Further questioned, he described his awakening in the early hours of the morning, and the circumstances of his mother's death.
The medical evidence was next taken. There was a breathless hush, and every eye was fixed on the famous London specialist, who was known to be one of the greatest authorities of the day on the subject of toxicology.
In a few brief words, he summed up the result of the post-mortem. Shorn of its medical phraseology and technicalities, it amounted to the fact that Mrs. Inglethorp had met her death as the result of strychnine poisoning. Judging from the quantity recovered, she must have taken not less than three-quarters of a grain of strychnine, but probably one grain or slightly over.
"Is it possible that she could have swallowed the poison by accident?" asked the Coroner.
"I should consider it very unlikely. Strychnine is not used for domestic purposes, as some poisons are, and there are restrictions placed on its sale."
"Does anything in your examination lead you to determine how the poison was administered?"
"You arrived at Styles before Dr. Wilkins, I believe?"
"That is so. The motor met me just outside the lodge gates, and I hurried there as fast as I could."
"Will you relate to us exactly what happened next?"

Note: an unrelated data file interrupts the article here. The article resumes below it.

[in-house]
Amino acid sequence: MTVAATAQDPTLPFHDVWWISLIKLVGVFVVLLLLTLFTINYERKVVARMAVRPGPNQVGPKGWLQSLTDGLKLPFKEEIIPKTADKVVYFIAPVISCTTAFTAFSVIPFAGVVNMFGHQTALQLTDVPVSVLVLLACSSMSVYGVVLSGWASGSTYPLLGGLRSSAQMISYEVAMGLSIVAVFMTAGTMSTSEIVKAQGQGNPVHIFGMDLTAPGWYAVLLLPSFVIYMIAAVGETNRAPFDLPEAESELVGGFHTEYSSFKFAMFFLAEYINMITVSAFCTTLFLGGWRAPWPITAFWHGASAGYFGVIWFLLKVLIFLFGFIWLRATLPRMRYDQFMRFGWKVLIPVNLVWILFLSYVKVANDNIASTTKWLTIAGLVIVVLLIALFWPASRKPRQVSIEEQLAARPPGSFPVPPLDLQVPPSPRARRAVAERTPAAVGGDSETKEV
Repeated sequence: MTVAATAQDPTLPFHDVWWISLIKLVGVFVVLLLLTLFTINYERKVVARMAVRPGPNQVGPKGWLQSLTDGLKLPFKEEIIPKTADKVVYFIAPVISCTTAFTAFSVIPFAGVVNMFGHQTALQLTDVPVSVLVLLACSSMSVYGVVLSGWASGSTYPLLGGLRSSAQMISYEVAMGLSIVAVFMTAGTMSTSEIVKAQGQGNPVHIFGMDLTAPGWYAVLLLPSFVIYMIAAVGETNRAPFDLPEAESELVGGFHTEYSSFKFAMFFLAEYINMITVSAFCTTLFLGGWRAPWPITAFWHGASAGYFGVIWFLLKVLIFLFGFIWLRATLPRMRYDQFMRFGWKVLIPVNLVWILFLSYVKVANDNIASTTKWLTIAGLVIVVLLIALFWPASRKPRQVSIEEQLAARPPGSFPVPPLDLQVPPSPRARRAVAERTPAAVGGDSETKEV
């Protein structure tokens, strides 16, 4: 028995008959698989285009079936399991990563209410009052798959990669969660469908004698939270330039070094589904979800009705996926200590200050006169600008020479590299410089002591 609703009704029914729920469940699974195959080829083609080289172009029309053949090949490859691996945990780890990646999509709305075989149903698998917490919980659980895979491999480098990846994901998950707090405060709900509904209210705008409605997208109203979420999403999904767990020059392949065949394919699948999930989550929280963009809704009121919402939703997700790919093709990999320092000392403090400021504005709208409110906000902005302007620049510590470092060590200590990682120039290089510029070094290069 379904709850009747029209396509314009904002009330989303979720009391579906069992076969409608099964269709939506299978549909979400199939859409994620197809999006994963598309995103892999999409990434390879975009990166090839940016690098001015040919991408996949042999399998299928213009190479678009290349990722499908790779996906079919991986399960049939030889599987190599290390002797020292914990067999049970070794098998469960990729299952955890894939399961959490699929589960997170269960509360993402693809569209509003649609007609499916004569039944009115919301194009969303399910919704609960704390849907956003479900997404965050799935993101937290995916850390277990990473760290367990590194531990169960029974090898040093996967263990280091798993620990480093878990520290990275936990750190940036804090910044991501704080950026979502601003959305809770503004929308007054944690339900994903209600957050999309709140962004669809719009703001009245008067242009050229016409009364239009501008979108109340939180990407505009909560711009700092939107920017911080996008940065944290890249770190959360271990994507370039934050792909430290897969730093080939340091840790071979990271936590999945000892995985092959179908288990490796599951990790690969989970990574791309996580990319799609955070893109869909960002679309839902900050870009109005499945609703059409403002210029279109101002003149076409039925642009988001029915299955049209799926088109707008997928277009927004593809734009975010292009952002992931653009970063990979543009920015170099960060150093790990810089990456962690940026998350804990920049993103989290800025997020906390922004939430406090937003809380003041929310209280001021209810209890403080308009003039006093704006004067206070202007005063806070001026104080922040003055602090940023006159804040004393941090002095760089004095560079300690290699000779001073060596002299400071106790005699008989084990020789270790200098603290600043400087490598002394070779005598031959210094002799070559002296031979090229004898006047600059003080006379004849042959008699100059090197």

"I entered Mrs. Inglethorp's room. She was at that moment in a typical tetanic convulsion. She turned towards me, and gasped out: 'Alfred--Alfred----' "
"Could the strychnine have been administered in Mrs. Inglethorp's after-dinner coffee which was taken to her by her husband?"
"Possibly, but strychnine is a fairly rapid drug in its action. The symptoms appear from one to two hours after it has been swallowed. It is retarded under certain conditions, none of which, however, appear to have been present in this case. I presume Mrs. Inglethorp took the coffee after dinner about eight o'clock, whereas the symptoms did not manifest themselves until the early hours of the morning, which, on the face of it, points to the drug having been taken much later in the evening."
"Mrs. Inglethorp was in the habit of drinking a cup of coco in the middle of the night. Could the strychnine have been administered in that?"
"No, I myself took a sample of the coco remaining in the saucepan and had it analysed. There was no strychnine present."
I heard Poirot chuckle softly beside me.
"How did you know?" I whispered.
"I should say"--the doctor was continuing--"that I would have been considerably surprised at any other result."